Something Angelic Becomes Terrifyingly Corrupt In Garth Nix’s Angel Mage, Out 10/1

Before I get into Angel Mage by Garth Nix, let me clarify two important points.

  1. I have absolutely no background on the Three Musketeers beyond the general knowledge of its existence in both literature and the chocolate bar. And so, no…

 

And at this point, I feel like I’ve said that about 1/2 dozen books recently so there’s a rant of some sort coming…

Captain America I didn't Understand That Reference

2.  This is the first novel I’ve ever read by Garth Nix, although I do know of his                           inheritance greatness and influence of everyone else in the free reading world.

Having said that, for others that might not have that background knowledge going into reading Angel Mage, FEAR NOT! It is not necessary to fall deep within its spell and enjoy this splendid novel that comes into the world on Tuesday, October 1st. The fact that Mr. Nix and Madame Bardugo will be in the greater St. Louis area within 48 hours of each other the following week is of great shock to me, but I am most certainly ALL IN!

To start, so I don’t forget, let me bullet out the best parts of Angel Mage, although I suspect that, to those familiar with Nix’s work, it won’t come as much of a surprise.

Angel Mage Cover

Thank you to Katherine Tegen and Edelweiss for an ARC in exchange for an honest review
  1. Magic System
  • This is not your typical Angel well-to-do. In fact, this is not your typical magic anything.
  • Angels that are summoned at will by mages via Icons with a scope of power.
    • Example: An angel has a scope of finding things or a scope of healing
  • Important to note that there is a hierarchy of angels.
    • This means that more than one angel could have a scope of healing but the higher up in the hierarchy they are, the more power they have within that scope
    • Additionally, it takes mages with additional strength and training to wield the power of angels that are higher up the chain (this hierarchy is provided in the beginning of the book- it is a simple but important step pattern)
    • Now there are the few very powerful mages that can summon without an icon, but they are rare.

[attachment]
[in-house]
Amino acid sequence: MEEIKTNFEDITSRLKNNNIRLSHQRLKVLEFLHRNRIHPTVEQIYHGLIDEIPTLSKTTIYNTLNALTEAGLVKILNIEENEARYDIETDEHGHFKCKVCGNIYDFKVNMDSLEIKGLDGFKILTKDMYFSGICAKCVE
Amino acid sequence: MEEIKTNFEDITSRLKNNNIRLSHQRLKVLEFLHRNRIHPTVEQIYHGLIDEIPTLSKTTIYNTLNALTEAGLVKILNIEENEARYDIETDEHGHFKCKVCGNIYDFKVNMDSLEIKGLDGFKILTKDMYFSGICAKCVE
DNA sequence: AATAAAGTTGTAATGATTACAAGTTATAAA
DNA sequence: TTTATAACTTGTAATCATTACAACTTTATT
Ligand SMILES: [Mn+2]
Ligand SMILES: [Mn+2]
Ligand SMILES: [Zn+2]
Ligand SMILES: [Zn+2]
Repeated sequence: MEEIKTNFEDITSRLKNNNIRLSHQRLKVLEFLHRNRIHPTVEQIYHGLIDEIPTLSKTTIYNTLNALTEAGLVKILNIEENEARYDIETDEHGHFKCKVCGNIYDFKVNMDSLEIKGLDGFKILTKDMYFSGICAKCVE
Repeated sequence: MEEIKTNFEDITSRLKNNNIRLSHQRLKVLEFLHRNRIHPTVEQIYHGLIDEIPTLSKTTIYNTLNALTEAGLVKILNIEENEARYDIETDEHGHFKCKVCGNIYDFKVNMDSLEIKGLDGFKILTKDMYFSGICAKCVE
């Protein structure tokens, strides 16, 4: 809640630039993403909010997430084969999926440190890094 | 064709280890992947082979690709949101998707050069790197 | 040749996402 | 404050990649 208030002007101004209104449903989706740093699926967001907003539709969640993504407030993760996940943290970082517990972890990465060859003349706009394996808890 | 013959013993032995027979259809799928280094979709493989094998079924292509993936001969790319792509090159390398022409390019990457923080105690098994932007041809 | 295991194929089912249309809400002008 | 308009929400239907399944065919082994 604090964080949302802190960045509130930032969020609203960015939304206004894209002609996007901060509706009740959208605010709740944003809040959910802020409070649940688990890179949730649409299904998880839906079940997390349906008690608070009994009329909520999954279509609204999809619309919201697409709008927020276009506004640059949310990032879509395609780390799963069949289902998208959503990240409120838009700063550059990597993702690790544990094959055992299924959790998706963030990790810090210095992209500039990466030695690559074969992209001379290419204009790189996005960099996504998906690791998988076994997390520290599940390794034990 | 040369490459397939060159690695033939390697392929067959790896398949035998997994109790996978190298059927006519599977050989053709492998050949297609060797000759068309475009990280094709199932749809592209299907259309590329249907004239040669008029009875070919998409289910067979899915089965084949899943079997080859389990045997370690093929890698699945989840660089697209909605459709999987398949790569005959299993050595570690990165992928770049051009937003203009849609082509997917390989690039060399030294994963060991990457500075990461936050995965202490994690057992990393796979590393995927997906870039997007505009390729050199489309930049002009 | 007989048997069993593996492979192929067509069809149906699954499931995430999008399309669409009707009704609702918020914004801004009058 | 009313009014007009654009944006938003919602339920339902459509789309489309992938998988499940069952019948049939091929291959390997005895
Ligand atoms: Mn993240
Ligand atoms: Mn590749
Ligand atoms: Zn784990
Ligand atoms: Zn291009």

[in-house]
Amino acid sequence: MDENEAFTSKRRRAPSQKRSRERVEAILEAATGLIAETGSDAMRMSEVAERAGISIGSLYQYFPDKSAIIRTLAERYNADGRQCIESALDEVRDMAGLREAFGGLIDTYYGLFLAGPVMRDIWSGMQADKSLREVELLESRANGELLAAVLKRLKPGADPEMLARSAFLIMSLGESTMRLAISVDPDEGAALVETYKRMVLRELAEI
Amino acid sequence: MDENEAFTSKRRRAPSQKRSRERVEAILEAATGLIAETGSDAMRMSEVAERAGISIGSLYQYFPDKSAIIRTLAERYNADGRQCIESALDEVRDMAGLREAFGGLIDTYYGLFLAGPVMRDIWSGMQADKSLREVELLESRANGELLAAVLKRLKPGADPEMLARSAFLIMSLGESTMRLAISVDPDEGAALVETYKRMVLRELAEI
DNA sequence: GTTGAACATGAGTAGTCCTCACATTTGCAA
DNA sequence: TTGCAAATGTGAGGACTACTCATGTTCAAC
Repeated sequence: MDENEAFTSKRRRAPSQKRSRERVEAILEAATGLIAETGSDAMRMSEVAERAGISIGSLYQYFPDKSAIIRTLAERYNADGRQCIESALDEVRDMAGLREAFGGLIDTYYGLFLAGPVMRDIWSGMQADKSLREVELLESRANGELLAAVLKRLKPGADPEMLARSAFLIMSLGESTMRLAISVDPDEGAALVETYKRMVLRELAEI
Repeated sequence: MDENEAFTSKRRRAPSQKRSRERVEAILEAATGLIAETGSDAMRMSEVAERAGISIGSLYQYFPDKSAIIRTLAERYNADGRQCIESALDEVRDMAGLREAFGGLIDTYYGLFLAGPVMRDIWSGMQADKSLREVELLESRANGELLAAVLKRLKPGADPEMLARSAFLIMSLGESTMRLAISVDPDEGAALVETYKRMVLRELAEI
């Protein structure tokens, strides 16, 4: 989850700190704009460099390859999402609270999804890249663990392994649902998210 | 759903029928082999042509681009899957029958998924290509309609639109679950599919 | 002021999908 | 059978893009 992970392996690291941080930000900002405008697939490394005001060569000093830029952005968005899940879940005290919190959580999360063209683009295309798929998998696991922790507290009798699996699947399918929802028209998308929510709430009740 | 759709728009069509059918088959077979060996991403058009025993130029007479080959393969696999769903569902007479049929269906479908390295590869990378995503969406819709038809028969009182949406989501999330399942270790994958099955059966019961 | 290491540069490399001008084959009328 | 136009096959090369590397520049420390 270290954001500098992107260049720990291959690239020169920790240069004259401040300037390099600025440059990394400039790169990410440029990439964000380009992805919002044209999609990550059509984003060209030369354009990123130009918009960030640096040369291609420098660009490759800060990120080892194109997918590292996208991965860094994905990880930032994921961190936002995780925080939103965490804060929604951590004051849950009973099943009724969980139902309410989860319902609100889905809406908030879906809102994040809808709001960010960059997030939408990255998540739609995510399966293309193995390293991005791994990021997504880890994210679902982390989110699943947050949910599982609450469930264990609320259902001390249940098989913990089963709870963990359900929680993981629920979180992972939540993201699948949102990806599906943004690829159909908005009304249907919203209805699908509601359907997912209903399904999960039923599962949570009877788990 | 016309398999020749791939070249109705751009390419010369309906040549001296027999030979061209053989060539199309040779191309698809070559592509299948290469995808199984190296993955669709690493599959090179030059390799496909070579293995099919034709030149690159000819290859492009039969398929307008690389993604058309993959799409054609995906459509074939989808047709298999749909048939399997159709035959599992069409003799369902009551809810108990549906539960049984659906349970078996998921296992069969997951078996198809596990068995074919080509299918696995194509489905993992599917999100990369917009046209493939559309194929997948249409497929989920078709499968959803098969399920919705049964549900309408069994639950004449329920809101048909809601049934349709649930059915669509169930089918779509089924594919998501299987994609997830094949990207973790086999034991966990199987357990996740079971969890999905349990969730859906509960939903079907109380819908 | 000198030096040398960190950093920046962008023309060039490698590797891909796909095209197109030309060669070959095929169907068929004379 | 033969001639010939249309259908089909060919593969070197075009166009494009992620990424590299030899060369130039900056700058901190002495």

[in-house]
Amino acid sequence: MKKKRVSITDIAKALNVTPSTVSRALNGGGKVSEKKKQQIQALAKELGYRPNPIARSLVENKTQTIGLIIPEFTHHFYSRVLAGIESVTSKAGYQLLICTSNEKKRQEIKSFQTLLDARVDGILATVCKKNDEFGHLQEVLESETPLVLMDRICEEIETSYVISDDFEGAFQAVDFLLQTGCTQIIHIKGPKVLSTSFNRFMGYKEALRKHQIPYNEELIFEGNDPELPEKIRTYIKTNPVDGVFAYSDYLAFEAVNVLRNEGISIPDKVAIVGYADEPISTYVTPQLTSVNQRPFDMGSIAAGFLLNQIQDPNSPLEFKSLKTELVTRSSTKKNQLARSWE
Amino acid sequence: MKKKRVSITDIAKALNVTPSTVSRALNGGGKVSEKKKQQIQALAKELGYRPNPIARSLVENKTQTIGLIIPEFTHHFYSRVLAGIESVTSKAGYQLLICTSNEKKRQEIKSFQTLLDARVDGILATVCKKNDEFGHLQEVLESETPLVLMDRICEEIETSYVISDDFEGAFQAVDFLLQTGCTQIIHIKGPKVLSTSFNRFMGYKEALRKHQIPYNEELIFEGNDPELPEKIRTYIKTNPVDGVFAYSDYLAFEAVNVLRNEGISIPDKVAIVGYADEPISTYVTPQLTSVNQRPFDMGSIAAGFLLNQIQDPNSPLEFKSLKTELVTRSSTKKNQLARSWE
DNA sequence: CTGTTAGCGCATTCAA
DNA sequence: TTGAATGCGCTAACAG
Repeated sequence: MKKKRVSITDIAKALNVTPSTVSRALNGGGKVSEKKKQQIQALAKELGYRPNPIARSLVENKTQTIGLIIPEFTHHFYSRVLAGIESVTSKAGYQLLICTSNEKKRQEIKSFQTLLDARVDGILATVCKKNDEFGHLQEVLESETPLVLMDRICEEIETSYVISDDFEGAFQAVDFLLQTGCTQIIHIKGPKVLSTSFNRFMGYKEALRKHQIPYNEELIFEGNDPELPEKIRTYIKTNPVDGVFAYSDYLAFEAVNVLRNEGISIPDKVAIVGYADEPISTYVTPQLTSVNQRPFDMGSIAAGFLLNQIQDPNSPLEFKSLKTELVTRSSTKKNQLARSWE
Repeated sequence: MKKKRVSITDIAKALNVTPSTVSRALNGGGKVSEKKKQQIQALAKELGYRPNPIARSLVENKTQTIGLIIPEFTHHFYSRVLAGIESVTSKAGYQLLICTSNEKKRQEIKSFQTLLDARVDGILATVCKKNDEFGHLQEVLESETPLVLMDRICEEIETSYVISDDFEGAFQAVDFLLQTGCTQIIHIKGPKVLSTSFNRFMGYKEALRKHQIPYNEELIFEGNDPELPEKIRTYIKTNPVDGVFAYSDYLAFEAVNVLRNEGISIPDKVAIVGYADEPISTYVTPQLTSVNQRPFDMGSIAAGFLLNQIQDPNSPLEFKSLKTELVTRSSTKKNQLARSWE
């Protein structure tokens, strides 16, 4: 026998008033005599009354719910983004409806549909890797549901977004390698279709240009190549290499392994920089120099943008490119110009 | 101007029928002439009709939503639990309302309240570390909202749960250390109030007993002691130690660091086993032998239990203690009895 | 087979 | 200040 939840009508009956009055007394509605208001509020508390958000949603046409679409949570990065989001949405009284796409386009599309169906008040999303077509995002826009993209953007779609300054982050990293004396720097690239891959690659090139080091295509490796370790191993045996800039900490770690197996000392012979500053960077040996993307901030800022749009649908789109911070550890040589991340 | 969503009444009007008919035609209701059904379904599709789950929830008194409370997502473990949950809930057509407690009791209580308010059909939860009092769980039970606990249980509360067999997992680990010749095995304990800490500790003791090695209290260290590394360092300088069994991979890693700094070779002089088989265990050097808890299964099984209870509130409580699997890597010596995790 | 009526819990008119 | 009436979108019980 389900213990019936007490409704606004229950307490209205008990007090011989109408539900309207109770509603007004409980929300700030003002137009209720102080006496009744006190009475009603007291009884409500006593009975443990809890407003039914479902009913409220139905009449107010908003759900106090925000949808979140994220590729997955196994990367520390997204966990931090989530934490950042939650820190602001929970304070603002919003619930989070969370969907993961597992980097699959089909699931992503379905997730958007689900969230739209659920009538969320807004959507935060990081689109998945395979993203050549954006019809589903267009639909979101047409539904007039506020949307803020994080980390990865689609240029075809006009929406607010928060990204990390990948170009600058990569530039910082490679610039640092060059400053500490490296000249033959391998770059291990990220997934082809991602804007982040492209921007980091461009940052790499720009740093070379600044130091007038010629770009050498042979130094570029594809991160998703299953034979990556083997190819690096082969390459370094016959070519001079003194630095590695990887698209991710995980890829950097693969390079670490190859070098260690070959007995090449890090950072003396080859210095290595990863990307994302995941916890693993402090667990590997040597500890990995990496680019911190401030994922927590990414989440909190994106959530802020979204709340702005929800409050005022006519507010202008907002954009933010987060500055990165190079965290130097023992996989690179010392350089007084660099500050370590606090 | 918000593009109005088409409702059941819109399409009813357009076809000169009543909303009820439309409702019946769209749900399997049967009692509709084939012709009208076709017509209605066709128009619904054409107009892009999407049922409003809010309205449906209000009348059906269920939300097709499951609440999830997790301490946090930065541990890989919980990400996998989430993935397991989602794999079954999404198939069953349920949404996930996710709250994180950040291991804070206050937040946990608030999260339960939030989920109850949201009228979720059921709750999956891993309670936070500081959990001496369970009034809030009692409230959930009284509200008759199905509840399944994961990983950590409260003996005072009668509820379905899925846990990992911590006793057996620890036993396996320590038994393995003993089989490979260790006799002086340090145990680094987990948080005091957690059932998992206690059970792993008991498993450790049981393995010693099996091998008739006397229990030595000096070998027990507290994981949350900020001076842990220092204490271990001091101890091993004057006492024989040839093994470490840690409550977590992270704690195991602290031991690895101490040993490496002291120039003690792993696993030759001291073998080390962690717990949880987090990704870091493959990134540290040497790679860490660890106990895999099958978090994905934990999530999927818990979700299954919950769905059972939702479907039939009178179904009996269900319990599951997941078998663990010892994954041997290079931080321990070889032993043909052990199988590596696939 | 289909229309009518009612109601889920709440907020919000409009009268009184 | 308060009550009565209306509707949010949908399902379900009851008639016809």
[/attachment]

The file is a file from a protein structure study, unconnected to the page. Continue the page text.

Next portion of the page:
• Most important (well to my belief about how something like this should work): for all but the rare (like two) mages, to summon angels can take a day to a year to decades of life off of a mage. Every time it is done, depending on the power of the angel, the scope requested, and the level of strength needed, it can exact a large toll on the mage.

2. Dialogue

  • I don’t know about the Three Musketeers and what the dialogue was known for within the boundaries of the original work. However, my comparison is along the lines of Monty Python. And I was there for it. At some point I just wanted them to drop everything and go searching for the Holy Grail.

When (at the beginning of the book- so this isn’t a spoiler) one man is offed in a group leaving a new leader to take his place by default-

Many of his teeth were broken, and his left arm hung at his side, withered and useless.

After dispensing of this man, Liliath turns to another of his compadres…

“I am called Bisc. Biscaray, in full. I am the Night Prince,” answered the young man. “Night King now, I suppose, since you’ve offed Franz Wither-Arm, who was our so most noble lord.”

Image result for holy grail monty python quotes

  • Not to say it was ever silly. It wasn’t silly. It was very well written dry wit banter. The characters had great chemistry and volley back and forth was excellent.